Let me just ask you this: Your 18-year-old daughter, Sadie, hasn’t given you any real trouble so far, but you can tell you’re getting on her nerves. (You, in this case, are a high-strung, divorced woman named Irene.) Of course, your daughter adores her absent dad, John, who does nothing much but be charming and pay the bills.
Anyway, this beautiful, somewhat aloof daughter who is going off to college in September, leaving you stuck in the proverbial empty nest, tells you she’s going to be spending the weekend rock climbing with friends.
She’s evasive, but then she’s always evasive, and that’s probably because you’ve been an overprotective control freak, especially since your divorce. But Sadie, to repeat, is 18. In theory, no, in practice, she can do anything she wants. But in recent years, you’ve become a prisoner of love, a parent who has slipped somehow into being a little bit in love with your daughter, instead of just loving her in the steady unromantic way that parents ought to do.
Of course, the reader knows that Sadie, still a virgin even in this madcap day and age, is going to spend the weekend with her new boyfriend, Ron. She likes him very much, and he likes her, but he’s been oddly reticent lately. He obviously wants to sleep with her, but he’s been hesitating, and she doesn’t know what that’s about. But here’s the big night, apparently, coming up! Saturday morning and she’s told her mom (you) that she’s going rock climbing because she doesn’t want you to ruin everything by looking at the downside, criticizing and fretting as you so often do. In this case, you’ve been overridden anyway. Your best friend says, of course, Sadie should go. You ex-husband says he’ll back Sadie up on this.
So here is Sadie on Page 76, shivering on a street corner in a strong San Francisco breeze, waiting for Ron to pick her up (and if you think I’m spending too much time on this, you have another think coming). Ron is late; he won’t answer his cellphone, and he ignores her texts. She’s annoyed and afraid of being rejected, and she certainly can’t go home to her prying, overprotective mother (that would be you). So, when a cute guy drives by, saying he’s a location scout looking for a local diner, and offers her a lift, she gets in, partly because “he actually gets out of the car to open the door for her.”
And then, and this is because Elizabeth Berg is such an adroit and precise writer, the story takes an utterly sickening lurch. Sadie finds herself in a car with a man who threatens her with a box cutter, blindfolds her with her own blouse and drives her for miles and miles up into some hills where he locks her into a shed. “I’ll be back with your new best friend,” he says menacingly. “I want you to be really, really nice to him. Creative.” Sadie is locked up for days, while the other characters here blithely go on with their lives.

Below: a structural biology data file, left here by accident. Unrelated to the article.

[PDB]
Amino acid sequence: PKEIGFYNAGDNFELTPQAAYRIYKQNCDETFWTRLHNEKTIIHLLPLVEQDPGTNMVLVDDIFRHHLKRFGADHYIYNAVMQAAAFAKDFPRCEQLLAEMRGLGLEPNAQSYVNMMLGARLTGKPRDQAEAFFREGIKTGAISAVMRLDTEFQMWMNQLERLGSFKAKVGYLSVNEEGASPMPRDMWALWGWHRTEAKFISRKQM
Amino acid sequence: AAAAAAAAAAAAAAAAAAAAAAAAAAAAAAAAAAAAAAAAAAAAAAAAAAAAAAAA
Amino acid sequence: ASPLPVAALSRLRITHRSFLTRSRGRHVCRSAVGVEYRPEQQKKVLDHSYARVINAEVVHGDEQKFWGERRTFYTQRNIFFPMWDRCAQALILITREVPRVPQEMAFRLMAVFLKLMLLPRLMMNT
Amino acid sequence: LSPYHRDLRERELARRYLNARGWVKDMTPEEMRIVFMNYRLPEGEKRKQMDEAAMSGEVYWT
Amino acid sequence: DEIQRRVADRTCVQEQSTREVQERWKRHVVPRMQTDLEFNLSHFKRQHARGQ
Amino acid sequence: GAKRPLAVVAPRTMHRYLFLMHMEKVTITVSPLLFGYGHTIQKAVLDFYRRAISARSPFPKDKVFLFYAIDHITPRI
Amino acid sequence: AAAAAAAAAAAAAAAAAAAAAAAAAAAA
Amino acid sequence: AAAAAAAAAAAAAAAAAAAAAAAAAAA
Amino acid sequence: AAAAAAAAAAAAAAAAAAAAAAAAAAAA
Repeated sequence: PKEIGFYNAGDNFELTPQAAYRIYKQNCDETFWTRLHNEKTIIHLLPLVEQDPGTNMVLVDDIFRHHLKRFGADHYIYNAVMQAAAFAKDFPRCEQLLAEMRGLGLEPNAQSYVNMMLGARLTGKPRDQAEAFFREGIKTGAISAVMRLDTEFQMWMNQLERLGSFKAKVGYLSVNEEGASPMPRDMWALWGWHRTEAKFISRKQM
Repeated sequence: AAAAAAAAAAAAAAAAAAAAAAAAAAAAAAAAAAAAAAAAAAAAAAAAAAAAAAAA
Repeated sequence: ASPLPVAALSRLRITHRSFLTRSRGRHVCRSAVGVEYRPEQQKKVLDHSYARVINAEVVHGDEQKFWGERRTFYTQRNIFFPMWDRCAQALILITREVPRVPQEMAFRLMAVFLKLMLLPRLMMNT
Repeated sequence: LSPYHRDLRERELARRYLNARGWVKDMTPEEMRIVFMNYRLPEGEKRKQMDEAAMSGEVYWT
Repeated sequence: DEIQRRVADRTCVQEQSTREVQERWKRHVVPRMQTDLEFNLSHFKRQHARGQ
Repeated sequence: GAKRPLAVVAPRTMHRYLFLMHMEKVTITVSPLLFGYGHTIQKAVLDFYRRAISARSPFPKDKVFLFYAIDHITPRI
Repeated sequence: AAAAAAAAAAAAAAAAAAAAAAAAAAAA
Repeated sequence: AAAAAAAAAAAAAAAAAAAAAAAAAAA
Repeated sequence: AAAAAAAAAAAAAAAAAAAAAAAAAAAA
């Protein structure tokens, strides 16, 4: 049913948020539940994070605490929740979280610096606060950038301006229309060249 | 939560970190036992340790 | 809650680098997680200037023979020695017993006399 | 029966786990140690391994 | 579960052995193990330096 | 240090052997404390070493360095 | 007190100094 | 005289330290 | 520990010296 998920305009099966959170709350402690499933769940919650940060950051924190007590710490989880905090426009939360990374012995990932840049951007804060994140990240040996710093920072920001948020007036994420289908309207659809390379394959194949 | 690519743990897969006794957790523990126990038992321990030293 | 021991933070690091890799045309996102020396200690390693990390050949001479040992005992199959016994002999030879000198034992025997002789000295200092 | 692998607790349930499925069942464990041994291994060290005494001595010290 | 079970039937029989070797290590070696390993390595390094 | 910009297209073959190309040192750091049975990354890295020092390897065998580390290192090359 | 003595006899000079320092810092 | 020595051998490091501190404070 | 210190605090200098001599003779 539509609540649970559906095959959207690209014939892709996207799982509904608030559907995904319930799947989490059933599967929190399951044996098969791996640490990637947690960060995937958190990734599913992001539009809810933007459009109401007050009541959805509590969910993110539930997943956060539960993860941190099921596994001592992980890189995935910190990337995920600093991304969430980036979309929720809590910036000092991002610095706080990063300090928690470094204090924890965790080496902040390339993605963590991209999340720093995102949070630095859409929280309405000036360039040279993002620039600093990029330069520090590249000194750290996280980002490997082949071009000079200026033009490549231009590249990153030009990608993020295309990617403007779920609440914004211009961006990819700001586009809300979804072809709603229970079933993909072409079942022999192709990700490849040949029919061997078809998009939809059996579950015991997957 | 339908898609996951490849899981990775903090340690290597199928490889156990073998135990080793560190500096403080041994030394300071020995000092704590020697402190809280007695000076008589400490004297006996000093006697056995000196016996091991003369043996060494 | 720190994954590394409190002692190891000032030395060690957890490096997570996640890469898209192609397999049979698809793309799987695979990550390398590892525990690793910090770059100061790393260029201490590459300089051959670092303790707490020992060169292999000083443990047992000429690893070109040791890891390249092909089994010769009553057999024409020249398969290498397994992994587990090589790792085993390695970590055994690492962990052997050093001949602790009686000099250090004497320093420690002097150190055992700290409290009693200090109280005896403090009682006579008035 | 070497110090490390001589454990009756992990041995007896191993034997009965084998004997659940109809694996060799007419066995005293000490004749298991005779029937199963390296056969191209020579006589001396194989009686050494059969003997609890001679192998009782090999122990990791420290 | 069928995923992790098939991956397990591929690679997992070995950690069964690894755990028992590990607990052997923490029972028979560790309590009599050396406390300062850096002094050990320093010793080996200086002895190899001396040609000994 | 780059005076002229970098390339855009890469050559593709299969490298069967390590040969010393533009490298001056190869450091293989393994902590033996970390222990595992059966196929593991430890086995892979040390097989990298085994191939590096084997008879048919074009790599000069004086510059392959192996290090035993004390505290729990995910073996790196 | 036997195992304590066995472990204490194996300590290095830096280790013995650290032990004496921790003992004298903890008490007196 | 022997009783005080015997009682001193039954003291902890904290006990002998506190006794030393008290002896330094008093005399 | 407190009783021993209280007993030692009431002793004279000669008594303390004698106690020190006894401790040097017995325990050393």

Well, Sadie gets out. In the police station, she decides not to call her mom first, but Ron. They spend some intense time together and decide to get married. Only then do they go home and tell Sadie’s mother.
So, I’m asking, what would you do? Would you thank your stars that your daughter has escaped from this terrible criminal, cherish her, weep, bring in medical attention and try to find out as much as you can about her unspeakable experience? Or would you commence a book-long rant about how unsuitable it is for your daughter to have gotten married?
Granted, it’s been clear all along that Irene is a strange duck. Her tragedy is that she’s a terrific homemaker, but she can’t love anybody — with the exception of her daughter. She writes obnoxiously fey personal ads to find boyfriends, freaks out repeatedly about getting old and consoles herself by re-ironing “her large collection of vintage handkerchiefs. . . . She likes carrying clean and pressed hankies in a sandwich bag in her purse; it has happened more than once that she has come upon someone crying.” But mainly she complains about Sadie being married. Not a word about her daughter’s extended nightmare in the shed.
Again, I’m just asking, what would you do? If you’d pitch a fit about your daughter getting married after all that’s happened to her, by all means read this book and pull out the steam iron and your stack of vintage handkerchiefs. But if you’d be horrified at the very idea of your daughter alone for days in a shed waiting for her rapist, stay away from this novel. You’ll tear out your hair in clumps.
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ONCE UPON A TIME, THERE WAS YOU
By Elizabeth Berg
Random House. 280 pp. $26